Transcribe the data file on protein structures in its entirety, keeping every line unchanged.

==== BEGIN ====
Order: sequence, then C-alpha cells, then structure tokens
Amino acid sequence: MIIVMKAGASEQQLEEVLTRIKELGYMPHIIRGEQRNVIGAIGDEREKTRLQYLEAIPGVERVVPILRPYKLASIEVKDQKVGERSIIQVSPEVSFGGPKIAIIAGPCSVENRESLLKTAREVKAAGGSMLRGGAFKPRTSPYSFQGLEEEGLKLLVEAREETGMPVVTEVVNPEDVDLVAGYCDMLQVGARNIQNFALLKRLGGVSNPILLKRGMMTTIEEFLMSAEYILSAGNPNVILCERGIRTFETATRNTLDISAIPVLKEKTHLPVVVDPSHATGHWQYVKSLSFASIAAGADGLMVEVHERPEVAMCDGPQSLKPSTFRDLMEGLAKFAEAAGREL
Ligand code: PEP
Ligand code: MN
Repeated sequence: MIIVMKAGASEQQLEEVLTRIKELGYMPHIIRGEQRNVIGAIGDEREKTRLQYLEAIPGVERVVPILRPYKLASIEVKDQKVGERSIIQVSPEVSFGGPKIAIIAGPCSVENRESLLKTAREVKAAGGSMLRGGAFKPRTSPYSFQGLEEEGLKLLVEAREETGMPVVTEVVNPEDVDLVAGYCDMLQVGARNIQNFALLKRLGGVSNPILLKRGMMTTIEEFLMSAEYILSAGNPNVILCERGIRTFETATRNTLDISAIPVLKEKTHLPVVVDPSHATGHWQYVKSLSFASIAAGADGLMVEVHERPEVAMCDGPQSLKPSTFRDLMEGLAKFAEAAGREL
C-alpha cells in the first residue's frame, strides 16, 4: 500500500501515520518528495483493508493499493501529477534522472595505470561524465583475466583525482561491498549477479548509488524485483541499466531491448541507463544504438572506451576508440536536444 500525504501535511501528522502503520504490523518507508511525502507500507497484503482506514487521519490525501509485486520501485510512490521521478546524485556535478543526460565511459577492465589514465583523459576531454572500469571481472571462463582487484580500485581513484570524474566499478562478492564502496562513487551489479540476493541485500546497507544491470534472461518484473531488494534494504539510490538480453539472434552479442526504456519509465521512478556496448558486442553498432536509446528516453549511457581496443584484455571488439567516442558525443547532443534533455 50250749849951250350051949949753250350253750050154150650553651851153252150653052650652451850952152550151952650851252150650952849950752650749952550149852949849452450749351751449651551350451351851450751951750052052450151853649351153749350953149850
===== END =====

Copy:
Order: sequence, then C-alpha cells, then structure tokens
Amino acid sequence: MIIVMKAGASEQQLEEVLTRIKELGYMPHIIRGEQRNVIGAIGDEREKTRLQYLEAIPGVERVVPILRPYKLASIEVKDQKVGERSIIQVSPEVSFGGPKIAIIAGPCSVENRESLLKTAREVKAAGGSMLRGGAFKPRTSPYSFQGLEEEGLKLLVEAREETGMPVVTEVVNPEDVDLVAGYCDMLQVGARNIQNFALLKRLGGVSNPILLKRGMMTTIEEFLMSAEYILSAGNPNVILCERGIRTFETATRNTLDISAIPVLKEKTHLPVVVDPSHATGHWQYVKSLSFASIAAGADGLMVEVHERPEVAMCDGPQSLKPSTFRDLMEGLAKFAEAAGREL
Ligand code: PEP
Ligand code: MN
Repeated sequence: MIIVMKAGASEQQLEEVLTRIKELGYMPHIIRGEQRNVIGAIGDEREKTRLQYLEAIPGVERVVPILRPYKLASIEVKDQKVGERSIIQVSPEVSFGGPKIAIIAGPCSVENRESLLKTAREVKAAGGSMLRGGAFKPRTSPYSFQGLEEEGLKLLVEAREETGMPVVTEVVNPEDVDLVAGYCDMLQVGARNIQNFALLKRLGGVSNPILLKRGMMTTIEEFLMSAEYILSAGNPNVILCERGIRTFETATRNTLDISAIPVLKEKTHLPVVVDPSHATGHWQYVKSLSFASIAAGADGLMVEVHERPEVAMCDGPQSLKPSTFRDLMEGLAKFAEAAGREL
C-alpha cells in the first residue's frame, strides 16, 4: 500500500501515520518528495483493508493499493501529477534522472595505470561524465583475466583525482561491498549477479548509488524485483541499466531491448541507463544504438572506451576508440536536444 500525504501535511501528522502503520504490523518507508511525502507500507497484503482506514487521519490525501509485486520501485510512490521521478546524485556535478543526460565511459577492465589514465583523459576531454572500469571481472571462463582487484580500485581513484570524474566499478562478492564502496562513487551489479540476493541485500546497507544491470534472461518484473531488494534494504539510490538480453539472434552479442526504456519509465521512478556496448558486442553498432536509446528516453549511457581496443584484455571488439567516442558525443547532443534533455 50250749849951250350051949949753250350253750050154150650553651851153252150653052650652451850952152550151952650851252150650952849950752650749952550149852949849452450749351751449651551350451351851450751951750052052450151853649351153749350953149850